The lawsuit said each was personally aware of Weinstein’s conduct toward women, though it offered no specific evidence to back up that claim.
Several board members have said publicly that they were unaware of any allegations of sexual assault, though some acknowledged being aware of financial settlements between Weinstein and women. All 11 did not respond to phone or email messages Wednesday.
In an email to the staff of his company, Jones, a hedge fund manager and philanthropist, said he knew nothing about the allegations until they were reported in the media.
“They were 100 percent a surprise to me,” Jones wrote. “I joined the Weinstein Company Board as an unpaid, outside member in late 2015, after the internal company debate about Harvey’s contract renewal. I never knew about those discussions or any of the revelations until they began to surface publicly, and I resigned two days later.”
The lawsuit was filed hours after The New York Times published an article scrutinizing the actions of people around Weinstein who either didn’t act on warnings or actively worked to keep allegations quiet.
Miramax, headquartered in Santa Monica, California, said in a statement that Miramax “joins the entire film community in condemning Harvey Weinstein and his unspeakable actions.” It said it has been completely independent of Weinstein since he created The Weinstein Co.
The Weinstein Co. Holdings, based in New York, did not immediately return messages seeking comment.
Weinstein was ousted from the movie company he founded following a barrage of sexual harassment allegations that began in early October.
At least 75 women have come forward in the media to detail accounts of assault, harassment and inappropriate conduct. Police in Los Angeles, Beverly Hills, New York and London are investigating.
According to the lawsuit, actresses and other women in the film industry were lured to industry events, hotel rooms, Weinstein’s home, office meetings or auditions under the pretext that they were to discuss a project.
If women did not meet his sexual demands, Weinstein and his associates used nondisclosure agreements, payoffs and legal threats to suppress their voices, the lawsuit said.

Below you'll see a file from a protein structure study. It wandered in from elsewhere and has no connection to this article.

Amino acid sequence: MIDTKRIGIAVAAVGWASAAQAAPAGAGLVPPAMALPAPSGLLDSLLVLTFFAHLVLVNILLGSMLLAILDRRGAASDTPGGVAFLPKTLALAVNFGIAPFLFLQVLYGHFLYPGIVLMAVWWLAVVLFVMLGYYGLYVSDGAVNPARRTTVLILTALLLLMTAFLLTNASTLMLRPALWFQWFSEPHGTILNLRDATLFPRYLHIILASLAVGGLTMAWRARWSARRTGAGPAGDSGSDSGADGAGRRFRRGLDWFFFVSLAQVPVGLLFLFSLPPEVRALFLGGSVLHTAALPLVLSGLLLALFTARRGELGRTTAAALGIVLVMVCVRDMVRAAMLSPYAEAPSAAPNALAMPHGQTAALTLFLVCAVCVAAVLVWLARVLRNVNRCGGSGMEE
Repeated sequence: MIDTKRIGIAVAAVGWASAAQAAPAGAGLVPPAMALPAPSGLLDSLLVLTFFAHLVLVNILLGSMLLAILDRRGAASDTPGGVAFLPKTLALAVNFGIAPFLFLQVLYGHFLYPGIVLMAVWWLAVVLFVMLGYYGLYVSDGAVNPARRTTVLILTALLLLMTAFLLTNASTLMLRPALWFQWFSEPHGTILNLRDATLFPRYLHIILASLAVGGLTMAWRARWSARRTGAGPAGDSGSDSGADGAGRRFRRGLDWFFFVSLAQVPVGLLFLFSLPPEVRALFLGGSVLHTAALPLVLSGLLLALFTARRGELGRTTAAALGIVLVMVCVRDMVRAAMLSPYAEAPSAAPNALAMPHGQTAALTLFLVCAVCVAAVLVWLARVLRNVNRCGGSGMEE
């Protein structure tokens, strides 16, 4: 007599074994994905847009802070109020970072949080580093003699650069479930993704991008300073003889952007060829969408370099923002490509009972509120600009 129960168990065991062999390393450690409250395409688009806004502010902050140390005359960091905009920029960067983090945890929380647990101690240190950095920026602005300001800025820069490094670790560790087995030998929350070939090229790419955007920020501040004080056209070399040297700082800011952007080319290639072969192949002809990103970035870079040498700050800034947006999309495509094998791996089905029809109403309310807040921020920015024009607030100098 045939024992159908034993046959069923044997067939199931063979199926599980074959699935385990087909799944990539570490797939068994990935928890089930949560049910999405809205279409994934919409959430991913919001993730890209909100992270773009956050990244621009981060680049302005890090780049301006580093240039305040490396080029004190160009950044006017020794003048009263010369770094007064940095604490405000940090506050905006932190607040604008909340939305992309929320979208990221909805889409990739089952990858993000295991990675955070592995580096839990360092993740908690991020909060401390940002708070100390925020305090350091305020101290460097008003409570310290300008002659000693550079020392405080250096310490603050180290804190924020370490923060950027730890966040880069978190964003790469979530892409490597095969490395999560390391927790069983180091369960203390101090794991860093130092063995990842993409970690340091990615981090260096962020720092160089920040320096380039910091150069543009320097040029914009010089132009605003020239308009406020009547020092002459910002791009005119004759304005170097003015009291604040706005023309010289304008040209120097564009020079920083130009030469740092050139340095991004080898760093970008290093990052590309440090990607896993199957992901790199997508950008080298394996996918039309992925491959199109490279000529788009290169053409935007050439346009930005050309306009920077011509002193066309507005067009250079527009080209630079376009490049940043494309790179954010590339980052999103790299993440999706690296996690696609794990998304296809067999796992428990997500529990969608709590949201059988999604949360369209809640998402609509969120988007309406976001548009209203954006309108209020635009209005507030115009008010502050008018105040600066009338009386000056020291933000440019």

Also Wednesday, it was reported that actress and writer Lena Dunham claims that she warned Hillary Clinton’s communications director about Harvey Weinstein’s behavior, The New York Times reported in an expose that includes new details about the lengths Weinstein went to cover-up his alleged behavior. The details led the powerful Hollywood talent agency C.A.A. to apologize for its role in the scandal.
Dunham told the Times that when she worked with the Clinton presidential campaign last year, she tried to warn them about rape allegations against the mogul. Dunham said she also told Clinton spokeswoman Adrienne Elrod about Weinstein.
“I just want to let you know that Harvey’s a rapist, and this is going to come out at some point,” Dunham said she told Kristina Schake, the campaign’s deputy communications director. “I think it’s a really bad idea for him to host fundraisers and be involved because it’s an open secret in Hollywood that he has a problem with sexual assault.”
Magazine editor Tina Brown also said she cautioned the Clinton campaign about Weinstein.
Weinstein was a significant contributor to Democratic candidates and helped fund-raise for Clinton.
On Dec. 7, 1941, during a series of raids in the Pacific, Imperial Japan’s navy launched a pre-emptive attack on the U.S. Navy base at Pearl Harbor in Hawaii, killing 2,400 people, about half of them on the battleship USS Arizona. (The United States declared war against Japan the next day.)
On this date:
In 43 B.C., Roman statesman and scholar Marcus Tullius Cicero was slain at the order of the Second Triumvirate.
In 1787, Delaware became the first state to ratify the U.S. Constitution.In 1842, the New York Philharmonic performed its first concert.
In 1909, chemist Leo H. Baekeland received a U.S. patent for Bakelite, the first synthetic plastic.
In 1917, during World War I, the United States declared war on Austria-Hungary.In 1946, fire broke out at the Winecoff Hotel in Atlanta; the blaze killed 119 people, including hotel founder W. Frank Winecoff.
In 1967, the Beatles opened the Apple Boutique in London; the venture proved disastrous, and the shop closed the following July.